Control Synthesis Deep Bass Nine

Control Synthesis Deep Bass Nine Image

The Deep Bass Nine was commissioned (circa 1994) by UK-based second-hand retailer FX Music Control as an alternative analog mono-bass-synth to satiate the demand for the Roland TB-303. Yes, this is another TB-303 clone. It's very simple and straightforward with basic controls that mirror those found on the TB-303. While it does not actually do a particularly good job at emulating the TB-303 sound, it is still a true analog MIDI-controlled bass synth with plenty of thumpin' bass potential of its own.

The DB9 is a single-unit rack module with all ten of its knobs on the front panel. There are no hidden menus. Just like the TB-303, the DB9's single oscillator offers two waveforms to choose from - a sawtooth or square wave. That is followed by the 303-cloned Tuning, filter Cut Off Frequency and Resonance, Env Mod, Decay and Accent knobs. Additionally you can set the DB9 to one of the 16 standard MIDI channels, and you can set it to use its external audio input instead of the oscillator allowing you to process external audio through its analog filter (inputs and outputs are mono).

Speaking of filters, a big part of the TB-303 sound is defined by its unique 18 dB/oct filter. Unfortunately the DB9 is not using an 18 dB/oct filter, which is one major factor contributing to its poor emulation the TB-303. The DB9 uses a 24 dB/oct filter which still sounds great - just not very 303-like. It also has a limited frequency cut-off control but a strong resonance control. The resulting sound, although not quite as sharp in the mid range as a TB-303, seems much more deep and warm.

Of course, since the DB9 has no on-board TB-303-like sequencer, MIDI control is essential. The all-import Accent feature of the TB-303 is controlled here by MIDI note velocity - and turning up the Accent knob dials in how much it affects, not the volume of the note, but the filter's frequency and loudness. There is a hidden Glide control, although this is more like a portamento that seems to add some extra release on the envelope.

The Glide and the Cut Off Frequency are the only two parameters that can be controlled via MIDI CC. Unfortunately, none of the knobs output MIDI CC data, which means all live control changes need to be performed and/or recorded live. There is also, sadly, no memory onboard for storing some of your settings. So you'll have to resort to old school patch setting storage techniques with the DB9. But on the bright side, the DB9 has a built-in CV/Gate converter with inputs and outputs. So it can either be used with some older pre-MIDI equipment you may have or it can be used to bring certain pre-MIDI equipment into the world of MIDI.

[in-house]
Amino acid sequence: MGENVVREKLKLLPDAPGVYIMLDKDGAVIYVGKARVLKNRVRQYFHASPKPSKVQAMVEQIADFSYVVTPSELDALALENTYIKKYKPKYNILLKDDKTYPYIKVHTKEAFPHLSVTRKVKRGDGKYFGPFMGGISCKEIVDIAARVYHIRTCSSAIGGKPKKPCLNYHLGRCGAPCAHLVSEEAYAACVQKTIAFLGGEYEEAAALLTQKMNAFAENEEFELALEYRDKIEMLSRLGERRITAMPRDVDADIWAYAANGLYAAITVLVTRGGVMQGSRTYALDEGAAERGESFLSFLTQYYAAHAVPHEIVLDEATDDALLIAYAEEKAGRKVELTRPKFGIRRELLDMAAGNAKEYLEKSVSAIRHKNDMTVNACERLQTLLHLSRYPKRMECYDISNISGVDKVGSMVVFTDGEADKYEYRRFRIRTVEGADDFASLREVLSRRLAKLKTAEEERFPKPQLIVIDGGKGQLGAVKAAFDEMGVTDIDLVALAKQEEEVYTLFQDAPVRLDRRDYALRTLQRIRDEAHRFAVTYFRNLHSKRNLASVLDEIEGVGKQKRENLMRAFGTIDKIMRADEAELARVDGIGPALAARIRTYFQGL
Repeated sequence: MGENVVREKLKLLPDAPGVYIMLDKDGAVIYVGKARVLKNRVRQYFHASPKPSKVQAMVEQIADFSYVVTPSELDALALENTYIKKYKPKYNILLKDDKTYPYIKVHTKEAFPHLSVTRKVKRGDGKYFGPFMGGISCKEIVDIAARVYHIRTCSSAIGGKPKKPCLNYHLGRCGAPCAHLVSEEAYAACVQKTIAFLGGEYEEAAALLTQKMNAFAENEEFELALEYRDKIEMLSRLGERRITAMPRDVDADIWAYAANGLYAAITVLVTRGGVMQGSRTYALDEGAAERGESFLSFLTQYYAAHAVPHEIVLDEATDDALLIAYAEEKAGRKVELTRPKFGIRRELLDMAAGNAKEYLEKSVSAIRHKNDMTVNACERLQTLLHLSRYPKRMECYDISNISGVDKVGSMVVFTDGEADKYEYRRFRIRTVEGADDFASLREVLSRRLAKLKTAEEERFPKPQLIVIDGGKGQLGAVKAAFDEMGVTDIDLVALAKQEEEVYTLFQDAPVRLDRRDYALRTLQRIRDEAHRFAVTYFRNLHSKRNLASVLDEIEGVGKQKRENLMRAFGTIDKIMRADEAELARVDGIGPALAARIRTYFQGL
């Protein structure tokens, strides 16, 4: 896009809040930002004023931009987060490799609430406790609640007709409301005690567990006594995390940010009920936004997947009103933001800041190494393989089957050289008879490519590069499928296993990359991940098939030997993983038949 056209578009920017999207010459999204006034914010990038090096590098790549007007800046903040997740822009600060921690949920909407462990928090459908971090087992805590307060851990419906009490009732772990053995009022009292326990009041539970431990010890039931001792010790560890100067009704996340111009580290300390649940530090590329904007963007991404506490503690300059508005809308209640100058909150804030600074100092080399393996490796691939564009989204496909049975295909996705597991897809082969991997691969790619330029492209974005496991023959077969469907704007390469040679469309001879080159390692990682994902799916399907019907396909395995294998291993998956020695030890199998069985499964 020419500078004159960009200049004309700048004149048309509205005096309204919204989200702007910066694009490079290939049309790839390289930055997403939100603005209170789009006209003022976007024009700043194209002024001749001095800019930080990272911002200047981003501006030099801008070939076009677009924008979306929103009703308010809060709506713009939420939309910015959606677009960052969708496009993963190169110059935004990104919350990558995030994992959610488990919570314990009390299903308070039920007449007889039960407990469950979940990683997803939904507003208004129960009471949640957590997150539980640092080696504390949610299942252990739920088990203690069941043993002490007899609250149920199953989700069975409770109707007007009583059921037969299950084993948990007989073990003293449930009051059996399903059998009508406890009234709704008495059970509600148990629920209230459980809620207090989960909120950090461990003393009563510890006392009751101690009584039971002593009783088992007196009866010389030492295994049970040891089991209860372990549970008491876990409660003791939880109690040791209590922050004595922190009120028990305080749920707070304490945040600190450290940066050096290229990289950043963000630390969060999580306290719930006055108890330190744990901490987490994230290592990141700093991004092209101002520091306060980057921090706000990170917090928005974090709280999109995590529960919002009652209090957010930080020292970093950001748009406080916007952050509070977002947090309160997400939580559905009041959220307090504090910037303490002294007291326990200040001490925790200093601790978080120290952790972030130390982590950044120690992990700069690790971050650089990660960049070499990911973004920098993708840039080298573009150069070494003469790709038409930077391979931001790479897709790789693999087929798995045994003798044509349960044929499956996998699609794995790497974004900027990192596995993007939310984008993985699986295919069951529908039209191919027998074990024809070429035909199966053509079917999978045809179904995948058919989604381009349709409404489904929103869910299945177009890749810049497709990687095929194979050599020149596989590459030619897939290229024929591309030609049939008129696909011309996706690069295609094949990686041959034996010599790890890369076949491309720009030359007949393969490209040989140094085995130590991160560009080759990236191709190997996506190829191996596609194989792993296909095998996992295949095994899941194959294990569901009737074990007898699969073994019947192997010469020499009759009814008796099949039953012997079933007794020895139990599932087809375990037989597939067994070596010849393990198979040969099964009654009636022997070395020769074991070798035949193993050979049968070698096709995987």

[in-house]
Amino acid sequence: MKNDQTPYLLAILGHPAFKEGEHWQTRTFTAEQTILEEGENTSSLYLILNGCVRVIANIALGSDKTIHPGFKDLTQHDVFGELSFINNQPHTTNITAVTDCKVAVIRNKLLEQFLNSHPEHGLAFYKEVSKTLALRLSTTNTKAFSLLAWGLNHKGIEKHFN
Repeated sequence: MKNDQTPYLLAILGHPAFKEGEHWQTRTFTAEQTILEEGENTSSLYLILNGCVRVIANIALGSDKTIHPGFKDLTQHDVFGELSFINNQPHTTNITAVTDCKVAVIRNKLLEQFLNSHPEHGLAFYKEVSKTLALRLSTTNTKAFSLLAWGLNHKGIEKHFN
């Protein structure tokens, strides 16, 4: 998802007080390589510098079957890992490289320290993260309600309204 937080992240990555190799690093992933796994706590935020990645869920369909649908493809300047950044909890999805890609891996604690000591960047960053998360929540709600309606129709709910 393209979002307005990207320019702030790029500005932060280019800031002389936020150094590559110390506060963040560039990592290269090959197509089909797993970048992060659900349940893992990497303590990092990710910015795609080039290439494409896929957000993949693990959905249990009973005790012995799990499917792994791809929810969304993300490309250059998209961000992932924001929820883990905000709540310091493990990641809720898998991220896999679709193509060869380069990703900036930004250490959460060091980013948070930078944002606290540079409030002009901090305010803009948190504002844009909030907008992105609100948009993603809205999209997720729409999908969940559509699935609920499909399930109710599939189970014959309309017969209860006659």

There are better alternatives for a TB-303 clone out there (like the x0xb0x for instance) but the DB9 comes close. Its strength is that it has its own natural and warm unique sound which has many sweet spots. The sawtooth and square waves are very thick and full sounding, and you can push the resonance right up till it howls. It sits in a mix very well too, so it makes for an ideal dedicated bass synthesizer module. And they're fairly cheap too!

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10 Visitor comments
November 27, 2013 @ 5:36 pm
The db9 is brilliant! Not so much on the face, but it gives you a lot. A BIG sound, and surprising possibilities using the midi function Accent / Glide / Legato / Modwheel. You really can go far, and most of all the sound fit incredibly in your mix. Easy to feel in the low end (damn it is big!!) and it in the high end, where it is totally crystal clear. Please also note that is is perfect in the range A-1 to G+7. Bleeps lover.
manual here:
(and 8 new demos of the db9 showing its damn possibilities ! go to acidbed user on youtube)
Peter Seiersen
November 17, 2013 @ 10:39 pm
@ Nick, thx Nick. I heard about that "jokey pamphlet", but for some reason I have this feeling that having the manual for a piece of equipment makes it "complete" somehow. but that's just me. Anyway if you do make a scan/copy/pdf know that it is highly appreciated!
Cheers :)
November 17, 2013 @ 1:58 pm
@ peter seiersen i have it somewhere but you could barely call it a manual its more a jokey pamphlet that explains a little bit about synthesis in general, still if i find it soon i will give you a shout but honestly your not missing anything !
Peter Seiersen
November 16, 2013 @ 1:07 am
I bought a DB9 years ago, bu he didn't have the owners manual, and I have been looking every dark corner of the internet for the shadow or similar of one. does it even exist? and if so, could someone pls take the time to scan/copy/make a .pdf of it perhaps? I guess more ppl than just me would be very grateful. I really like this synth and would be glad to know even more about it's potential.
July 18, 2012 @ 11:03 am
Its pretty cool for acid, although far from 303 it's defo 101. Apparently you can open it up and adjust the internal pots? I believe you can adjust the range of the resonance and Filter. It definitely needs it as there's next to no range on the filter to make it tweakable.
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Rated 3.43 (81 Votes)

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  • The link above will take you to an eBay search for this synth to see active listings. If you don't find it there, try looking in our forum marketplace or post a wanted classified.
  • Specifications
  • Polyphony - Monophonic
  • Oscillators - 1 VCO
  • Waveforms - square, saw
  • LFO - None
  • Filter - 24 dB/oct
  • Envelope - Decay
  • Effects - None
  • Arpeg/Seq - None
  • Keyboard - None
  • Memory - None
  • Control - MIDI IN, THRU. CV/Gate IN, OUT
  • Date Produced - 1994

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